Company history, 1928

NatWest Group History 100 object 65: first edition of the bicentenary history of the Royal Bank of Scotland, 1928.

This book, telling the story of the Bank's first 200 years, was commissioned by the Royal Bank of Scotland in the year of its bicentenary, and was written by Neil Munro, one of Scotland's best-loved authors. Publishing it was a way for the bank to tell the world: this is what we've done, and what we've experienced; this is who we are.

For many of us, significant birthdays are a time to take stock to review our lives so far, assess where we have come to, and look towards the future. We might leaf through old photo albums; rekindle past friendships; or make resolutions about what we plan to do or not do before our next big birthday.

The Royal Bank celebrated its 200th anniversary in June 1927 with a dinner attended by managers from every department and branch, as well as representatives of competitors, the governor of the Bank of England, and various other friends and colleagues. Telegrams of congratulation were received from all over the UK, and from abroad.

it was time to review and consolidate a 200-year-old identity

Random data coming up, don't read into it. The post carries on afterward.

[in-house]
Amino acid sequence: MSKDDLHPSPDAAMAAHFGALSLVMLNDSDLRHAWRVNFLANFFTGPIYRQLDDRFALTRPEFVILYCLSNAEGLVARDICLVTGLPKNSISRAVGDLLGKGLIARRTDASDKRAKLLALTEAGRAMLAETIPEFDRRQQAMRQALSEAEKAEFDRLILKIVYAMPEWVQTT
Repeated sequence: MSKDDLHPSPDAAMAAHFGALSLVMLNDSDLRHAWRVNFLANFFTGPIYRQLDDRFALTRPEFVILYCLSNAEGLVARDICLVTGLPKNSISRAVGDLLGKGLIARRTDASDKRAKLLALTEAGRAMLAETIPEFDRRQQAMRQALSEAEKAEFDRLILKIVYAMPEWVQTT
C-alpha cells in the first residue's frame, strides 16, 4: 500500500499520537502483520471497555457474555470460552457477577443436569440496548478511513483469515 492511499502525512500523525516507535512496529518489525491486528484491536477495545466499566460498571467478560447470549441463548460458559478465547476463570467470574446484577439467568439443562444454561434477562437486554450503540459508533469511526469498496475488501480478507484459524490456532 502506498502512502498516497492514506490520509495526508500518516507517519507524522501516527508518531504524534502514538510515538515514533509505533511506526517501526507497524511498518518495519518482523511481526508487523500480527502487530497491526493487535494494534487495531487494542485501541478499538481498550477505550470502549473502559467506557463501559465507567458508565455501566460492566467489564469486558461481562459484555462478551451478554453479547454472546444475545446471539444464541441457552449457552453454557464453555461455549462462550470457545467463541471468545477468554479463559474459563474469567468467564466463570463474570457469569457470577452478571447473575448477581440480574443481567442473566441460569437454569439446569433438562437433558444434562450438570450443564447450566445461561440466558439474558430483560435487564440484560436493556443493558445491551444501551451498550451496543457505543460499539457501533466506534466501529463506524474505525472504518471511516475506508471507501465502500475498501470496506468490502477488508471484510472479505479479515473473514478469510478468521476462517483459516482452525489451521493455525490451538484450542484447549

At the dinner, board director Herbert Haldane expressed regret that all 1,270 of the bank's staff could not be there - but, he reflected, it would have been hard to find a venue big enough. This history book was a way of sharing the bicentenary with all of them, and with a wider audience outside the bank. It was also a way of marking the occasion for posterity; of taking possession of the past and sending it on as a gift to the future.

In the 1920s, it was easy to feel aware of living in historic times. The First World War was still a recent memory, as was the economic turmoil of the post-war years. Bankers had seen their working lives change rapidly, with the arrival of telephones, office machines, and even female colleagues. Banks were reaching out to new types of customers, and in 1924 the Royal Bank itself had made its first English acquisition, buying the London-based Drummonds Bank. It was time to review and consolidate a 200-year-old identity.

The history project was entrusted to the famous writer Neil Munro. He had recently retired from a long journalistic career, but was better known for his much-loved tales of Para Handy. Also popular, though less-remembered today, were his Scottish historical novels. All these interests - journalism, storytelling, humour and history - made him the perfect man to write the book the bank wanted; the honest, accessible and entertaining story-so-far of the Royal Bank of Scotland.